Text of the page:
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In this study, we examine the statistics of temperature extremes in a model simulation of solar radiation management (SRM) geoengineering. We consider both intensity and frequency-based extreme indices for temperature. The analysis is performed over both large-scale domains as well as regional scales (22 Giorgi land regions). We find that temperature extremes are substantially reduced in geoengineering simulation: the magnitude of change is much smaller than that occur in a simulation with elevated atmospheric CO2 alone. Large increase (~10-20 K) in the lower tails (0.1 percentile) of Tmin and Tmax in the northern hemisphere extra-tropics that are simulated under doubling of CO2 are reduced in geoengineering simulation, but significant increase (~4-7 K) persist over high-latitude land regions. Frequency of temperature extremes is largely offset over land regions in geoengineered climate. We infer that SRM schemes are likely to reduce temperature extremes and the associated impacts on a global scale. However, we note that a comprehensive assessment of moral, social, ethical, legal, technological, economic, political and governance issues is required for using SRM methods to counter the impacts of climate change.
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*For correspondence. (e-mail: gbala@iisc.ac.in)
Regional scale analysis of climate extremes in
an SRM geoengineering simulation, Part 2:
temperature extremes
Rohi Muthyala1,2, Govindasamy Bala1,* and Aditya Nalam1
1Centre for Atmospheric and Oceanic Sciences, Indian Institute of Science, Bengaluru 560 012, India
2Present address: Department of Geography, Rutgers, The State University of New Jersey, Piscataway, NJ 08854, USA
In this study, we examine the statistics of temperature
extremes in a model simulation of solar radiation
management (SRM) geoengineering. We consider both
intensity and frequency-based extreme indices for
temperature. The analysis is performed over both
large-scale domains as well as regional scales (22
Giorgi land regions). We find that temperature
extremes are substantially reduced in geoengineering
simulation: the magnitude of change is much smaller
than that occur in a simulation with elevated atmos-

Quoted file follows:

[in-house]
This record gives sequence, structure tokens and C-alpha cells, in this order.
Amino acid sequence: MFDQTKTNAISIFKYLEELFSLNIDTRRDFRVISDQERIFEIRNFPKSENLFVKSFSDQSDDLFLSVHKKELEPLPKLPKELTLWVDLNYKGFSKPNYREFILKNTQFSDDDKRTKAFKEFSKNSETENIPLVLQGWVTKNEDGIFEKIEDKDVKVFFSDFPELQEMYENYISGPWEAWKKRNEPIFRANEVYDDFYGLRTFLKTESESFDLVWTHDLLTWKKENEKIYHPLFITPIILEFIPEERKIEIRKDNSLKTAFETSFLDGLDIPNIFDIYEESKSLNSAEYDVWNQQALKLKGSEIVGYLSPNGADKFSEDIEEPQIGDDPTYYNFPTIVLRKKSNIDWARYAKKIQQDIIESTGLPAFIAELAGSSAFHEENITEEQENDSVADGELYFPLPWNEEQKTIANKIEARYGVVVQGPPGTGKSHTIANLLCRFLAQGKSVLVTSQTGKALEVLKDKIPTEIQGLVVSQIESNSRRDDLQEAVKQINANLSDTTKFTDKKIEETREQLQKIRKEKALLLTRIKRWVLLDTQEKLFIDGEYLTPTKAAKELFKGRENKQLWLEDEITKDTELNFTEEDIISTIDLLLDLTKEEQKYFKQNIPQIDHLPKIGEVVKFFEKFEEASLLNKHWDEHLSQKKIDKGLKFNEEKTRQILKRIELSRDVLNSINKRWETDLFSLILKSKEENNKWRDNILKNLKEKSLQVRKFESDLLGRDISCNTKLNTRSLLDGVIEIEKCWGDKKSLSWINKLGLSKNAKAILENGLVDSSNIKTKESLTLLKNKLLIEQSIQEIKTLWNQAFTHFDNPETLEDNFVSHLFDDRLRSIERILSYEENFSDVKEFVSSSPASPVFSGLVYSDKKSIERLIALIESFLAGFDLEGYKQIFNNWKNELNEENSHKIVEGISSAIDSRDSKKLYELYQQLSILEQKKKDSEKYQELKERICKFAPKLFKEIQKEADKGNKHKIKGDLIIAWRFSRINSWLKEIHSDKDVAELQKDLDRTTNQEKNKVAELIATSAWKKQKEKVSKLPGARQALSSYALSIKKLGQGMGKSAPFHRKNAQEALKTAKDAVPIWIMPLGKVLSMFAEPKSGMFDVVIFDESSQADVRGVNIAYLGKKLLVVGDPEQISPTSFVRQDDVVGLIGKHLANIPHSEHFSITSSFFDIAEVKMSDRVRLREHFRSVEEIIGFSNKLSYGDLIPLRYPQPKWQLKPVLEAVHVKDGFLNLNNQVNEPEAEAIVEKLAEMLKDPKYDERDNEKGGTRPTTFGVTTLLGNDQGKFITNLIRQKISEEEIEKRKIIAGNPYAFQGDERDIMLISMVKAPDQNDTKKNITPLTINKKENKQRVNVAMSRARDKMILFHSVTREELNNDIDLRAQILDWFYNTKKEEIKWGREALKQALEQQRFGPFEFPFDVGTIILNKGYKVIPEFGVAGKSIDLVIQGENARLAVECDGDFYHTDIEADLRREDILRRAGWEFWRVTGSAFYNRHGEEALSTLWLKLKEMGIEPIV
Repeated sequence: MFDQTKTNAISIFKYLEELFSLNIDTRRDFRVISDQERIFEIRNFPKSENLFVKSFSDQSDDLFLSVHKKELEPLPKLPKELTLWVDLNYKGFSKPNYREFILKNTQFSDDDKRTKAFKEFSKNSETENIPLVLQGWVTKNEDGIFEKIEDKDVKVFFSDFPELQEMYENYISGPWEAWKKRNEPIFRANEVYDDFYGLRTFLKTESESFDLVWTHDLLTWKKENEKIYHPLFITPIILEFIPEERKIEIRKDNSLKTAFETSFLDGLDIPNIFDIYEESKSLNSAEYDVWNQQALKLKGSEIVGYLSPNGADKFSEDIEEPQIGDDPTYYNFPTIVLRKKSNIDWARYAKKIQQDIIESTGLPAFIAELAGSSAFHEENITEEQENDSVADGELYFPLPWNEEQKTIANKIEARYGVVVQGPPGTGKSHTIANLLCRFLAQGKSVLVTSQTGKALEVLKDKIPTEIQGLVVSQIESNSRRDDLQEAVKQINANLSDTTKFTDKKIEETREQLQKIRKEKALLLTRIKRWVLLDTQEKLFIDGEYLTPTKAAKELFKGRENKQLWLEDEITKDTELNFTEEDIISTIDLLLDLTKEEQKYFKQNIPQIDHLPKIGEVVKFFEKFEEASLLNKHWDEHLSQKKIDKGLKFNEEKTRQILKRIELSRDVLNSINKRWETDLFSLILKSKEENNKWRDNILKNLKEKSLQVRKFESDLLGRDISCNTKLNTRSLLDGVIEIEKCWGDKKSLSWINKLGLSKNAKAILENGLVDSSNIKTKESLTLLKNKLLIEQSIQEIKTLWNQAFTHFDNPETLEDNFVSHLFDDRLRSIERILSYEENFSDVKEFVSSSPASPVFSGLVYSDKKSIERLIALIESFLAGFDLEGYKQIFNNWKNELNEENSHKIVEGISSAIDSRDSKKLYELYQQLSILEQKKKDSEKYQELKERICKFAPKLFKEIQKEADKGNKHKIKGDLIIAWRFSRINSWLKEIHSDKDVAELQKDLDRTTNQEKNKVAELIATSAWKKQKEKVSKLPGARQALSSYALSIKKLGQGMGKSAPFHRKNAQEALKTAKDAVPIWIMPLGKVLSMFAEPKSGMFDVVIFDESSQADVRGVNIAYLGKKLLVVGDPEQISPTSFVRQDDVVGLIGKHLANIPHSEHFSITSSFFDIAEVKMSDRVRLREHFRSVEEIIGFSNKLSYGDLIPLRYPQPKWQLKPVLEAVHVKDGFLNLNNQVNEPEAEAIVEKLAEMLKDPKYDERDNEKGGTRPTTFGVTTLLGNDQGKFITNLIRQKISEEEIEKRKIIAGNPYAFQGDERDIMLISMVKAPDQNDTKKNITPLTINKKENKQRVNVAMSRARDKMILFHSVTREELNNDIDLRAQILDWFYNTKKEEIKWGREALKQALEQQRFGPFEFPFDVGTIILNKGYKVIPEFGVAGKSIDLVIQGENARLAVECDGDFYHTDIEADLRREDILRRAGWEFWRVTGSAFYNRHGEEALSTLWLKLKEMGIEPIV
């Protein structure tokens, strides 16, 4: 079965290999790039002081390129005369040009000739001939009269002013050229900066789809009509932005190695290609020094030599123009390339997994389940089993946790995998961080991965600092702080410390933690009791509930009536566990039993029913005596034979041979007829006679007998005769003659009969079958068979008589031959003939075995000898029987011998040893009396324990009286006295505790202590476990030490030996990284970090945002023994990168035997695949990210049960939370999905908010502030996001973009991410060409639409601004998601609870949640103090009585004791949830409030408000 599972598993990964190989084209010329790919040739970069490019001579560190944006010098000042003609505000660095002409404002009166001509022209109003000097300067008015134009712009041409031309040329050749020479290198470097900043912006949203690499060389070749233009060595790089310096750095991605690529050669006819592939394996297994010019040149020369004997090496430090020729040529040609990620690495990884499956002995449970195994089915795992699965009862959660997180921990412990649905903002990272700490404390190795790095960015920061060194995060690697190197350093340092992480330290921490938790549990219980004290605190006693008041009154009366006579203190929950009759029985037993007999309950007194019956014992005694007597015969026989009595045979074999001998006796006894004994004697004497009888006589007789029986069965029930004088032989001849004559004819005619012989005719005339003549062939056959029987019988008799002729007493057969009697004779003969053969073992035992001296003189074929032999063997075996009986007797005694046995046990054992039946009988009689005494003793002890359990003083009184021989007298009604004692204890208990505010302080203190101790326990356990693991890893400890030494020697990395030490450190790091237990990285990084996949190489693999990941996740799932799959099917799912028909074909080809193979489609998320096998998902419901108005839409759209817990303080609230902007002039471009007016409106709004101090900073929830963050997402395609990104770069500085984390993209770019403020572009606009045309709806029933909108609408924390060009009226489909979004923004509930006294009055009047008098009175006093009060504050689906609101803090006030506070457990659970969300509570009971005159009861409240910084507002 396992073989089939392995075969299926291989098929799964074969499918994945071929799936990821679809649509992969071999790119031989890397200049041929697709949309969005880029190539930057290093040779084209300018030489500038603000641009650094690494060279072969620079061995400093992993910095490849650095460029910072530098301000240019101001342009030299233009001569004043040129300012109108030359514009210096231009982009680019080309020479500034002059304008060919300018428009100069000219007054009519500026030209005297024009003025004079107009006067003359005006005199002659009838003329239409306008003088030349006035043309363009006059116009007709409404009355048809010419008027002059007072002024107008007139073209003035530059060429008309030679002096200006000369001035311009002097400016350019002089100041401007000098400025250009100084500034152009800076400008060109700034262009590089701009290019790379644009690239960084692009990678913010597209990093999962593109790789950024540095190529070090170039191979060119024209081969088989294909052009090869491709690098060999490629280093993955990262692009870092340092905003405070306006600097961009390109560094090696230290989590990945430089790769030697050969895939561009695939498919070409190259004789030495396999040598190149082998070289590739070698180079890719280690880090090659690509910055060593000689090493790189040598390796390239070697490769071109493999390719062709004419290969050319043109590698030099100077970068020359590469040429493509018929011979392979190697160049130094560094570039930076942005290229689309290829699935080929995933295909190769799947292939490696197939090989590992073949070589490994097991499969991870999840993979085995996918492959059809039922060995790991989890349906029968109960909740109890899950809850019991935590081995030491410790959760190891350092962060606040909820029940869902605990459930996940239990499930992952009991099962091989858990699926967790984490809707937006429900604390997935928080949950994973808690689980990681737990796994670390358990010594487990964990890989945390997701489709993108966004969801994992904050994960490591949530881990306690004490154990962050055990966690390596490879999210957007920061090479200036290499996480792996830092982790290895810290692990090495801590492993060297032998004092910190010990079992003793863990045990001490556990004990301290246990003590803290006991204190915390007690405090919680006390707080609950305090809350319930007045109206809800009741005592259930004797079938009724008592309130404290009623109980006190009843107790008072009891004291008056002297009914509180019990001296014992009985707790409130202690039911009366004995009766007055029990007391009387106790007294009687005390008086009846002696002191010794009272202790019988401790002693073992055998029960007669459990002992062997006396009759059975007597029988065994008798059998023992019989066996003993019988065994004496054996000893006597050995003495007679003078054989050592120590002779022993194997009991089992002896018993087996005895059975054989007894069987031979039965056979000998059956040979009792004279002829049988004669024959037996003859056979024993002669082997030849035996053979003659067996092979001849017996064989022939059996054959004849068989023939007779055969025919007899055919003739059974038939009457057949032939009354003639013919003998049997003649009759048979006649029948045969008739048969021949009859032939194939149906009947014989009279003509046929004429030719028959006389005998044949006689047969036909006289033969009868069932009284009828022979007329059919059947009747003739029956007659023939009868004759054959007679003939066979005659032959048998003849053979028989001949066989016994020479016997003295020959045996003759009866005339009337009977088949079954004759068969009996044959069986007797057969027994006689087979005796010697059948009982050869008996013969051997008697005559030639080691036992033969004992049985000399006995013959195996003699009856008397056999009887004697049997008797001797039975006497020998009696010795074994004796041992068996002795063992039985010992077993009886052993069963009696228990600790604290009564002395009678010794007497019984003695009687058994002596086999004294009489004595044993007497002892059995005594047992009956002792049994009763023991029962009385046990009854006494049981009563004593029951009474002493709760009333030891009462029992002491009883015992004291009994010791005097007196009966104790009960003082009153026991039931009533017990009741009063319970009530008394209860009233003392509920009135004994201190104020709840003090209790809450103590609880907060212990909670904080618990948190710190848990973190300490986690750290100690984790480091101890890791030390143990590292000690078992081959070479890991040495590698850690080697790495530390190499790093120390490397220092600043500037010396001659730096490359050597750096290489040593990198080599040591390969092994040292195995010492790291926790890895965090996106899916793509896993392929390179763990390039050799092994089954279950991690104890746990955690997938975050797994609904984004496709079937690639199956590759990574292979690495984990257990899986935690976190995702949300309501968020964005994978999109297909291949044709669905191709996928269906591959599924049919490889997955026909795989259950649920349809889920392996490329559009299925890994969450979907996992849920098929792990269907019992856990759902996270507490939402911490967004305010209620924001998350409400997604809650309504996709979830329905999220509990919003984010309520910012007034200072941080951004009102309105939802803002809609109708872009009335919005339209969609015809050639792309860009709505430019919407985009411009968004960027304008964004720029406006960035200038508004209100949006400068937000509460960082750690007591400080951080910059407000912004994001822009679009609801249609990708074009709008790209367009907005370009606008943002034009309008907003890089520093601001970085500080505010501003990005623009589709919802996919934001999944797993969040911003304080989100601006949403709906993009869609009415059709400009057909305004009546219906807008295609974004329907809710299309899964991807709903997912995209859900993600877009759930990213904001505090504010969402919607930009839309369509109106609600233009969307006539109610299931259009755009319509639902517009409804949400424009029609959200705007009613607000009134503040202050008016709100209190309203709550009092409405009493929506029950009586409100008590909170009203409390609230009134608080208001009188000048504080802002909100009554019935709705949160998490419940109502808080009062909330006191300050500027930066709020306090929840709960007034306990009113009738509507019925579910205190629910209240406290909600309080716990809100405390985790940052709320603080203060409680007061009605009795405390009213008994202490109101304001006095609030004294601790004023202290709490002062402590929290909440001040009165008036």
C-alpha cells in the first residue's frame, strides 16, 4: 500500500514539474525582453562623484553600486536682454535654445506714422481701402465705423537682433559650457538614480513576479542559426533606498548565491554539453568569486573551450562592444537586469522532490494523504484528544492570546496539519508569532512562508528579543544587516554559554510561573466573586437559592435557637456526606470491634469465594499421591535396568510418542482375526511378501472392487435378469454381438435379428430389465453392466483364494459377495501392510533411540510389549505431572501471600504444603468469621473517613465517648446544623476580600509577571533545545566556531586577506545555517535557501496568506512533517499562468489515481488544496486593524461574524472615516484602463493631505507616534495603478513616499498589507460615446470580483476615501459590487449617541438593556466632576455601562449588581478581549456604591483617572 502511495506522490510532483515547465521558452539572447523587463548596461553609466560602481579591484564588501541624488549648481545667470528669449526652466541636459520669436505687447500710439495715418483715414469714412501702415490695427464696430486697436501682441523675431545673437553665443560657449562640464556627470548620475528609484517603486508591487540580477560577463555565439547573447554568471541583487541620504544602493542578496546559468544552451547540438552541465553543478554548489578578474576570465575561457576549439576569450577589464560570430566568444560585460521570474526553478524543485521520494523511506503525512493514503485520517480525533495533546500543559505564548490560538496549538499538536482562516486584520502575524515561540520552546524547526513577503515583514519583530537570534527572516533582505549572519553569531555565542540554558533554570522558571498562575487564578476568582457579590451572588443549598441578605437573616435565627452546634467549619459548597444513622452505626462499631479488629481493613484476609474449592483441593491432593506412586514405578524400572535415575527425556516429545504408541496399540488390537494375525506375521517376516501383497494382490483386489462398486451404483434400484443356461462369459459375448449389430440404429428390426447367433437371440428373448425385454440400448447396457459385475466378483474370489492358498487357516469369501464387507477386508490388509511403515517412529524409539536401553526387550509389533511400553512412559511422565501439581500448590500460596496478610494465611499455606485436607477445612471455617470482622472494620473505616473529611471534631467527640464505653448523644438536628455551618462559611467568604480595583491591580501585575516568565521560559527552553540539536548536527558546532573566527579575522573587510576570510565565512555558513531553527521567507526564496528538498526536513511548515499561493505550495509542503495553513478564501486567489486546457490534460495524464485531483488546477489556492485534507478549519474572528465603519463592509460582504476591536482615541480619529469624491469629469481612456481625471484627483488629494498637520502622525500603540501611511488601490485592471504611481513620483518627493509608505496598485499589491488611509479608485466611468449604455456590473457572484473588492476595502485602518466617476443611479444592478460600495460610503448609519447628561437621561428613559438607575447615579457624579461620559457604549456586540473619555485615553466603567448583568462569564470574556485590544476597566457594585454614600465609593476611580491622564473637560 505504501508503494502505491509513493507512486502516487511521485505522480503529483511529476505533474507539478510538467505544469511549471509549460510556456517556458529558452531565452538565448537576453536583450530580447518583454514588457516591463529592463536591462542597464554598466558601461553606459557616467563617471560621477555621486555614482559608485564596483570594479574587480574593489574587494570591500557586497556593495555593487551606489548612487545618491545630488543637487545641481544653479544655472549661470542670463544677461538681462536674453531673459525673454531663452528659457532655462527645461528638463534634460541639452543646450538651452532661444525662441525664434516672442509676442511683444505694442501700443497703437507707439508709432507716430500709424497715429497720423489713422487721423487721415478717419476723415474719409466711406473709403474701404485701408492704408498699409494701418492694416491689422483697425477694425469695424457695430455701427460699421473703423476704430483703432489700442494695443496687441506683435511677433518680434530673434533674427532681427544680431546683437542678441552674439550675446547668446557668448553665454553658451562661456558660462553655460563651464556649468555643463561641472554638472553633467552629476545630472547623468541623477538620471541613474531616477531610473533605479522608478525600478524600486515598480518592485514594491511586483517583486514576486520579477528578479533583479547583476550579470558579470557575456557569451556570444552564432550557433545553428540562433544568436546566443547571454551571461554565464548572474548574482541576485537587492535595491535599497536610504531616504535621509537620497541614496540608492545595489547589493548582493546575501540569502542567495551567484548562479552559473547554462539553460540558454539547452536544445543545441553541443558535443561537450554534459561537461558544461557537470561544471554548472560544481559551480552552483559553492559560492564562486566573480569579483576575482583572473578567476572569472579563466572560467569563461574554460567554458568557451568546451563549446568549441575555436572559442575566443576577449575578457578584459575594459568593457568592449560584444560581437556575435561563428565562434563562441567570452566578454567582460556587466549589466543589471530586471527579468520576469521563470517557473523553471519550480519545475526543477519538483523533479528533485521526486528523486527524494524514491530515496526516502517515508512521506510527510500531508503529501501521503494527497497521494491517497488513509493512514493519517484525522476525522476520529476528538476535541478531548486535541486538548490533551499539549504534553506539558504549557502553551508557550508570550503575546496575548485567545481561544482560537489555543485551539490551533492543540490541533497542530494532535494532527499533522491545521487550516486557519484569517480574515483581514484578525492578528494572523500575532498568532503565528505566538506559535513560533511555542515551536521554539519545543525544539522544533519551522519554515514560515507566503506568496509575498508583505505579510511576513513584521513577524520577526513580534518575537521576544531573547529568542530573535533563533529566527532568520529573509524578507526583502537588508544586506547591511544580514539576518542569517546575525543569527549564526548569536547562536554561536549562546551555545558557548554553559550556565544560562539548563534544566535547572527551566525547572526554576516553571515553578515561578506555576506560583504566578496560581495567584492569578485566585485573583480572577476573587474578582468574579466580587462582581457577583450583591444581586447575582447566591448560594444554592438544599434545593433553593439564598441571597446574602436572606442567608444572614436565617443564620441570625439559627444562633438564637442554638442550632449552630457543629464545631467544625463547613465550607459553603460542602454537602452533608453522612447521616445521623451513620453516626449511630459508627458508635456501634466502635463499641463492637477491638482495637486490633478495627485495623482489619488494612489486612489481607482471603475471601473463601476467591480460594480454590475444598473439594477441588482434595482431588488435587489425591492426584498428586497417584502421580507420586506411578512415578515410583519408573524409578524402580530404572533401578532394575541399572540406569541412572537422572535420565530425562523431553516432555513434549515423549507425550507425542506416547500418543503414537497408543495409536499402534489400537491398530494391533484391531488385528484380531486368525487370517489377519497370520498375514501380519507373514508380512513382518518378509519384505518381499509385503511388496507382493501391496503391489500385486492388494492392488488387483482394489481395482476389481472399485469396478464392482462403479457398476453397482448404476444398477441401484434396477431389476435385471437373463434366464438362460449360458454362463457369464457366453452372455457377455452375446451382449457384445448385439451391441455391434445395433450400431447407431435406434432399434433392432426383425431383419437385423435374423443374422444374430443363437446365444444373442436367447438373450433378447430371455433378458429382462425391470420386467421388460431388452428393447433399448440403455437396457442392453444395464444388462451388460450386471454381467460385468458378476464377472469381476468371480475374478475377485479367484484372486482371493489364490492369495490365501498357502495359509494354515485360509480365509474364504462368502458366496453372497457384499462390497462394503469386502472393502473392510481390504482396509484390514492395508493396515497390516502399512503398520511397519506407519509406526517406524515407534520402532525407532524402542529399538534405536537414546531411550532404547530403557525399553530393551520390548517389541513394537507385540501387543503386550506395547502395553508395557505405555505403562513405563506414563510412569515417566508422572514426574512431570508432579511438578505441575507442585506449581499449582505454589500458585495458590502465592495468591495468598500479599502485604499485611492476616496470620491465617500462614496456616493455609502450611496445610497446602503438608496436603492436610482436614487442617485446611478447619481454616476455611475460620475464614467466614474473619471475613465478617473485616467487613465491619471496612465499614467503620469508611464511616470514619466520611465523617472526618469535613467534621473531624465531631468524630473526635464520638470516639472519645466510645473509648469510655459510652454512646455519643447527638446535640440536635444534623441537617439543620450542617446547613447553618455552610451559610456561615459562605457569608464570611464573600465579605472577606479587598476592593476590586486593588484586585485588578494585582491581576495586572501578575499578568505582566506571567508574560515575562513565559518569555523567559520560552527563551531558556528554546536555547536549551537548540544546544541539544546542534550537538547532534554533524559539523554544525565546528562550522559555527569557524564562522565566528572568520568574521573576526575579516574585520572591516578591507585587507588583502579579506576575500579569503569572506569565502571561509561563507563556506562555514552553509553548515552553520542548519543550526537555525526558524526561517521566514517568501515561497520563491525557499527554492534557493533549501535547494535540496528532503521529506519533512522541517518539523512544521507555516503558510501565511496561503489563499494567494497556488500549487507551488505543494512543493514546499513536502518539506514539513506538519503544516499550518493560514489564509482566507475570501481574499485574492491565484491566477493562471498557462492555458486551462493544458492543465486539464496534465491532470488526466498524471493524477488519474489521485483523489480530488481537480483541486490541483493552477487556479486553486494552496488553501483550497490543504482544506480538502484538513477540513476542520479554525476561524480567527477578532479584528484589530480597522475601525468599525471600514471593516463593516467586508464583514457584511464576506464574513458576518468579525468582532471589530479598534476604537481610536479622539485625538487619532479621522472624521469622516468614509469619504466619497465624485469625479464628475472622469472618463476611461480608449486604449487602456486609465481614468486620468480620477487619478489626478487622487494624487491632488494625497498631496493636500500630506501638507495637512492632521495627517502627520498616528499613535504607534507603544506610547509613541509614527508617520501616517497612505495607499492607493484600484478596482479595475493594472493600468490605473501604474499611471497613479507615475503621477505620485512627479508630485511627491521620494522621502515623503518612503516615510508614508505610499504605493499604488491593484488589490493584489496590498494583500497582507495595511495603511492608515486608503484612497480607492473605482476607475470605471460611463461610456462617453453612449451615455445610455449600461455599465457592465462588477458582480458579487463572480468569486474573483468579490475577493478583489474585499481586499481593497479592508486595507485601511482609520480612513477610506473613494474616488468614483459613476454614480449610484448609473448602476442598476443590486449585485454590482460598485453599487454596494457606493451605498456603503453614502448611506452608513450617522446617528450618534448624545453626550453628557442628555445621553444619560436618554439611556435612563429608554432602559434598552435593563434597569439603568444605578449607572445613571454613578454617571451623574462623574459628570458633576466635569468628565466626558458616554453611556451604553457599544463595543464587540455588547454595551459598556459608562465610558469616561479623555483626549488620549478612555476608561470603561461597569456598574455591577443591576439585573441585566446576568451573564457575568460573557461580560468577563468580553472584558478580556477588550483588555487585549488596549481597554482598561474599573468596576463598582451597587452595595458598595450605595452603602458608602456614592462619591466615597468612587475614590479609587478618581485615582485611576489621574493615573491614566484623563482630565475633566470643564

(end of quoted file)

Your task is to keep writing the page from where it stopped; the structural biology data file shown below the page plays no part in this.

pheric CO2 alone. Large increase (~1020 K) in the
lower tails (0.1 percentile) of Tmin and Tmax in the
northern hemisphere extra-tropics that are simulated
under doubling of CO2 are reduced in geoengineering
simulation, but significant increase (~47 K) persist
over high-latitude land regions. Frequency of temper-
ature extremes is largely offset over land regions in
geoengineered climate. We infer that SRM schemes
are likely to reduce temperature extremes and the
associated impacts on a global scale. However, we note
that a comprehensive assessment of moral, social,
ethical, legal, technological, economic, political and
governance issues is required for using SRM methods
to counter the impacts of climate change.
Keywords: Extreme events, geoengineering, regional
analysis, solar radiation constant.
INCREASED greenhouse gas (GHG) emissions induce a
warmer climate across the globe. This warming is associ-
ated with changes in several temperature extreme indices
that have been observed and are expected to continue in
the future. Several previous studies have shown that solar
radiation management (SRM) geoengineering can offset
the global mean surface warming caused by increase in
GHGs110. This article is Part 2 of our two-part study on
climate extremes under geoengineering. Part 1 discussed
changes in precipitation extremes11 and this Part 2 dis-
cusses changes in temperature extremes.
The trend of changes in temperature extremes is similar
to that of temperature means in many parts of the world12.
Changes in indices based on daily minimum temperature
are found to be more pronounced than changes in indices
based on daily maximum temperature13. The shifts toward
warmer temperatures of cold extremes are generally
larger than the corresponding shifts of warm extremes in
high-latitude regions12. In tropical and subtropical
regions, warm extremes shift toward warmer tempera-
tures faster than cold extremes.